Irving Adler

Irving Adler died September 22, 2012 at 99.

Math teacher, mathematician, children’s and adult book author, fighter for civil liberties, Adler was among the first teachers called in for questioning by Saul Moskoff, in January 1952. He was suspended later that year, and forced out in 1954.  Adler was the lead plaintiff in the first case to challenge the Feinberg Law. The teachers won in New York’s Supreme Court, but lost in the higher state courts, and in the United States Supreme Court. Following the Court reversal of that decision in 1967, Adler was among the teachers who sued for reinstatement and restoration of salary and/or pension rights. They won.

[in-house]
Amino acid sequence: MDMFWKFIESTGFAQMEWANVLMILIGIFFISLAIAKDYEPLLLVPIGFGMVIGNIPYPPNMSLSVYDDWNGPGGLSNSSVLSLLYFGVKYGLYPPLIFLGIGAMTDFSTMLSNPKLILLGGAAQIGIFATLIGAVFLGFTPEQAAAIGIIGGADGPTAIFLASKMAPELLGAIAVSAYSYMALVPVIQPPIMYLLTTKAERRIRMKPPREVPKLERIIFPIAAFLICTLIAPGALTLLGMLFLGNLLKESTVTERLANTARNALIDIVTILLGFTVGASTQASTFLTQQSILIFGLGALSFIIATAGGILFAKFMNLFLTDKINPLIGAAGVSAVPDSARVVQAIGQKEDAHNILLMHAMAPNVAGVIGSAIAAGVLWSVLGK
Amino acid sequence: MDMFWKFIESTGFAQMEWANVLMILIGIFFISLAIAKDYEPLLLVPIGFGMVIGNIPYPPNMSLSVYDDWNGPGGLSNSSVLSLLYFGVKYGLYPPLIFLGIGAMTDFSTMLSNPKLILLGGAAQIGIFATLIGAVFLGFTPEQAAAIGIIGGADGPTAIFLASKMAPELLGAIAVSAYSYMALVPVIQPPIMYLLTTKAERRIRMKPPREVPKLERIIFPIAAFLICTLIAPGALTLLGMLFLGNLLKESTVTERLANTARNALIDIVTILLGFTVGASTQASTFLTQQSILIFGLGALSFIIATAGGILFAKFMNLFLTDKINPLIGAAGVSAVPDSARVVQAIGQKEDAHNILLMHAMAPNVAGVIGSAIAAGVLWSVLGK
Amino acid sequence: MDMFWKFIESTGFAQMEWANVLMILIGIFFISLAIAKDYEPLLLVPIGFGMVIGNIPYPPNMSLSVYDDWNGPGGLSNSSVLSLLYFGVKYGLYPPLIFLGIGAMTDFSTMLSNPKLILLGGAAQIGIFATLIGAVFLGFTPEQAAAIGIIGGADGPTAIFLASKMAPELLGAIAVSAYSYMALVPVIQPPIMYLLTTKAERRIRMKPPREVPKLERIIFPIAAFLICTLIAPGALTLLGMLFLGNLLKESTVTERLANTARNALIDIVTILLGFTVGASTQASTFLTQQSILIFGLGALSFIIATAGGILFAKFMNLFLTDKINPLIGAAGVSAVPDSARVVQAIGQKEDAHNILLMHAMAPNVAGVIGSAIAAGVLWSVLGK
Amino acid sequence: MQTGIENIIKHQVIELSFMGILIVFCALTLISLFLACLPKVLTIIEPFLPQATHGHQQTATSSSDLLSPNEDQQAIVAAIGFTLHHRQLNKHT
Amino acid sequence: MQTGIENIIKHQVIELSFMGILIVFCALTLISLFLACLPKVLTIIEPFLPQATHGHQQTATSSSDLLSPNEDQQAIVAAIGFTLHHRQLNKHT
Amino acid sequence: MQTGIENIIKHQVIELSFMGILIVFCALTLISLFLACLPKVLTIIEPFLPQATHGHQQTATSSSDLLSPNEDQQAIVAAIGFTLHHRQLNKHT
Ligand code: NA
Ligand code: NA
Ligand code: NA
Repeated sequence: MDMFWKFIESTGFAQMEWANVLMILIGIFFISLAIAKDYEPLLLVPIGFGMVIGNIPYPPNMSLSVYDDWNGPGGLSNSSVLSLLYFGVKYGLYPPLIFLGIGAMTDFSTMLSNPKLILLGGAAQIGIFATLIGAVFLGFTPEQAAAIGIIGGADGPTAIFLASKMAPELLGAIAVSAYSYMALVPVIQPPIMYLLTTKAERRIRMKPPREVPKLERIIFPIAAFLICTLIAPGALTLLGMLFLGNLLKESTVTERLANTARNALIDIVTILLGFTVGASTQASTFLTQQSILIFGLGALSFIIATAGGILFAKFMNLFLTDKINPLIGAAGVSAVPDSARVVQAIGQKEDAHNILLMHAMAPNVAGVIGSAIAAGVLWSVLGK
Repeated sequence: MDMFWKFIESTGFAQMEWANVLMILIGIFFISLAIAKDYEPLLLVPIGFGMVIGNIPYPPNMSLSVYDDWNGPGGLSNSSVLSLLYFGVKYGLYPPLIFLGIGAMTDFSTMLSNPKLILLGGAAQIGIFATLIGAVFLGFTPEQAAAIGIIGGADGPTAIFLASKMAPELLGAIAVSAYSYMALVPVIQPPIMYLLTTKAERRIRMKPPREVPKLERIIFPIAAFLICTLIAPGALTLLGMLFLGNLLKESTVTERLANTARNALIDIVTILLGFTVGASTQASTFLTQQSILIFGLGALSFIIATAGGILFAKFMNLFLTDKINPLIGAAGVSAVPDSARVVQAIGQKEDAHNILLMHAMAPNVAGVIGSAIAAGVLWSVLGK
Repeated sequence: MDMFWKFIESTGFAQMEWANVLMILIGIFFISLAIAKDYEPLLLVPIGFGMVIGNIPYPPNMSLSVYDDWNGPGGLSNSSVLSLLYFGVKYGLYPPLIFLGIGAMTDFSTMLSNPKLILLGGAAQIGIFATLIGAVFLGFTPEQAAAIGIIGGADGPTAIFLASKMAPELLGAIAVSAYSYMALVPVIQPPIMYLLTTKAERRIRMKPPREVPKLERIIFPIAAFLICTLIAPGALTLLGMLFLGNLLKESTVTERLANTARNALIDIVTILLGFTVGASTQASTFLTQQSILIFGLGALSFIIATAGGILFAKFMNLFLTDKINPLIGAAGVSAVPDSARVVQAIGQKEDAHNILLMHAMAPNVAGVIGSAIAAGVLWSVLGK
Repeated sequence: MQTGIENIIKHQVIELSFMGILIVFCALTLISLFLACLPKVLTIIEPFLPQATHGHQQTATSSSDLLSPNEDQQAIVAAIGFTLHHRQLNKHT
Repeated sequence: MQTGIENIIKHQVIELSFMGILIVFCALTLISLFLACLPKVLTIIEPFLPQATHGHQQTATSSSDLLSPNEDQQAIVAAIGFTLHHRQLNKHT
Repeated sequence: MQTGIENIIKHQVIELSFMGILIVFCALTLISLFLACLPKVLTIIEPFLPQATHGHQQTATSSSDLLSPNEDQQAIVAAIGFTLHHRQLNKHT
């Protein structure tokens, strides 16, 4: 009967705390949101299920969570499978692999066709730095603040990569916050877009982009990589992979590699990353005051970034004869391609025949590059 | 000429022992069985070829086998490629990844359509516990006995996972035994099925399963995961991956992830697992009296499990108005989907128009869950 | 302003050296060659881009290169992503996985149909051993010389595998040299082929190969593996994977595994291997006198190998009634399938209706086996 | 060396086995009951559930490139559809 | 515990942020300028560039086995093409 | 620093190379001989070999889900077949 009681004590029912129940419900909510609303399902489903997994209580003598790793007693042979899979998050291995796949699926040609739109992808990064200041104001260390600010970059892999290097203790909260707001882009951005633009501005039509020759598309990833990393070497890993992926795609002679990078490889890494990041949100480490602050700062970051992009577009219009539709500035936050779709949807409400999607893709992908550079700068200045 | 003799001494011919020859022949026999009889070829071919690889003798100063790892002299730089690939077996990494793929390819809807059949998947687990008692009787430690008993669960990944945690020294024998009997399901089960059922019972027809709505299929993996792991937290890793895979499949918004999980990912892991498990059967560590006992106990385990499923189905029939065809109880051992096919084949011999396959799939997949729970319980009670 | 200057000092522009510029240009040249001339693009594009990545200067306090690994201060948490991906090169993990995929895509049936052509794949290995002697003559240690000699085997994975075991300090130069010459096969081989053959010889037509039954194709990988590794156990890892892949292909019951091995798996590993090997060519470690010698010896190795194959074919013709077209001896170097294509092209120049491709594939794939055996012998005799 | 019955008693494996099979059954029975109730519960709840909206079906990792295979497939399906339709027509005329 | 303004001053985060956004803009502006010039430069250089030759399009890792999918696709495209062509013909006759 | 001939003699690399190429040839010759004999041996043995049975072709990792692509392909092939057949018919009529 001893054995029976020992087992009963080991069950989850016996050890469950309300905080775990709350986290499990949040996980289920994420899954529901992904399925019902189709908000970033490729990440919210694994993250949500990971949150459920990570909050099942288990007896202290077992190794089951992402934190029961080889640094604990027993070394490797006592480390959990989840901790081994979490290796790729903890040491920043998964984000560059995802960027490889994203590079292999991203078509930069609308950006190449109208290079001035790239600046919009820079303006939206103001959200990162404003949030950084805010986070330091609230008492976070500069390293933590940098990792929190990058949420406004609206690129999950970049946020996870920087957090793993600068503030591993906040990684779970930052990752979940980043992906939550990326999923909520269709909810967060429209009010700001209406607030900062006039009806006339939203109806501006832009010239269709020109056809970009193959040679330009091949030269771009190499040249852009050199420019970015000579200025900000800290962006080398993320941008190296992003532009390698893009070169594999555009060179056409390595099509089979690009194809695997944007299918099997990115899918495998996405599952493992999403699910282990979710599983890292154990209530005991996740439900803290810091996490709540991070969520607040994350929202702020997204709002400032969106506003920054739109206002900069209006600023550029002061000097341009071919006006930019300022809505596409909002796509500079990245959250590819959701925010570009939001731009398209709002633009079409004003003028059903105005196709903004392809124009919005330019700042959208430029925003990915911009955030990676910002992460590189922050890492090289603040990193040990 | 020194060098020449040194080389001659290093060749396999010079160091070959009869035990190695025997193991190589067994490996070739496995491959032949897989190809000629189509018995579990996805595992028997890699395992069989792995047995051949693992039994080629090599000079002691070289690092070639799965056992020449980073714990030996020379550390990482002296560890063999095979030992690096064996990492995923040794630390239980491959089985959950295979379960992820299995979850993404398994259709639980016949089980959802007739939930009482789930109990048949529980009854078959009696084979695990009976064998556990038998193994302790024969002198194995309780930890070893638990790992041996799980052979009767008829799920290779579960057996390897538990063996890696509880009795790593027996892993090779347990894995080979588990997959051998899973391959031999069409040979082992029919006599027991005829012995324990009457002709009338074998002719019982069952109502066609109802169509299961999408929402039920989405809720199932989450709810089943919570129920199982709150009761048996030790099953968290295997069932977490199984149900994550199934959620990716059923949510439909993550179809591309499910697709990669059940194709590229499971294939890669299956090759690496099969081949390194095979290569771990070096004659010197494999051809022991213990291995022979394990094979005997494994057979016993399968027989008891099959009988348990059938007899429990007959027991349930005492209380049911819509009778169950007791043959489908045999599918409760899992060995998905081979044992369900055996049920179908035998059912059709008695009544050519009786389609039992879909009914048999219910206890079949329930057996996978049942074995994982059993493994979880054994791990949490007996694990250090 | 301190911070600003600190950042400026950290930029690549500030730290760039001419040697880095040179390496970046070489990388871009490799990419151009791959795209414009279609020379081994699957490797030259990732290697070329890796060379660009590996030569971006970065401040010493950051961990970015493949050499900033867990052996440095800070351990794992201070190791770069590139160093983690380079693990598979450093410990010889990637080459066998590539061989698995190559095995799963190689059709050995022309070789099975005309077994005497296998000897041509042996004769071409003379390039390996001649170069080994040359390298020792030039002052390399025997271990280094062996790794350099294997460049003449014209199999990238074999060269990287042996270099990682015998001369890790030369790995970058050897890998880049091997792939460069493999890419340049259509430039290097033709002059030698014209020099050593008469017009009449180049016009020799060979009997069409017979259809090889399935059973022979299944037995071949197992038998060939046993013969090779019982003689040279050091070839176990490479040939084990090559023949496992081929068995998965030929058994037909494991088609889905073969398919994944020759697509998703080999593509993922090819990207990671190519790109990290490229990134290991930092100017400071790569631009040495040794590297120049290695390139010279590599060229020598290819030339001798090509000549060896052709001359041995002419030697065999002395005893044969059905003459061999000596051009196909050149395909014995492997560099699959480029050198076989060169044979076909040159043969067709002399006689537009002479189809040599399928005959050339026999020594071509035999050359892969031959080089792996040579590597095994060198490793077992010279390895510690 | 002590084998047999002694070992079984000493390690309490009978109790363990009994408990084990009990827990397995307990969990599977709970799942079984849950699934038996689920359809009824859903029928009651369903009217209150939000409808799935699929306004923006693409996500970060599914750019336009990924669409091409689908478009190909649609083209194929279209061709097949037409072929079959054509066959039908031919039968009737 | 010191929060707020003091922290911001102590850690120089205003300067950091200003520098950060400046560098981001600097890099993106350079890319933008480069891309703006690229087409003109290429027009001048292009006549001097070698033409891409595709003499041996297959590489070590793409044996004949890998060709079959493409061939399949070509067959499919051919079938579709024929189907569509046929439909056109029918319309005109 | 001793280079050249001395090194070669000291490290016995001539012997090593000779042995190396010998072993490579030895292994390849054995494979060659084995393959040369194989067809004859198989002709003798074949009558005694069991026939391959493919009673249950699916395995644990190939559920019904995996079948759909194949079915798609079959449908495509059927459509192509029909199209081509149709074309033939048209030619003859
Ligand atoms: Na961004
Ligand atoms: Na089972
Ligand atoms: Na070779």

Adler’s scientific journal papers on Fibonacci numbers helped revive interest in studying the arrangement of plant spirals in Fibonacci sequences. Some of my own clearest memories of the time are of my parents and their friends, and many others in the Teachers Union, expressing their admiration for Adler and the books he was writing and publishing, even as the investigations revved up and more teachers were dismissed.  

The video clips page at has two clips of Adler (as well as clips of other teachers), and you can read him in his own words at


One response to “Irving Adler

  1. Juliet R. Bernstein September 25, 2012 at 5:26 am

    This obituary gives information about Irving Adler in a nutshell.

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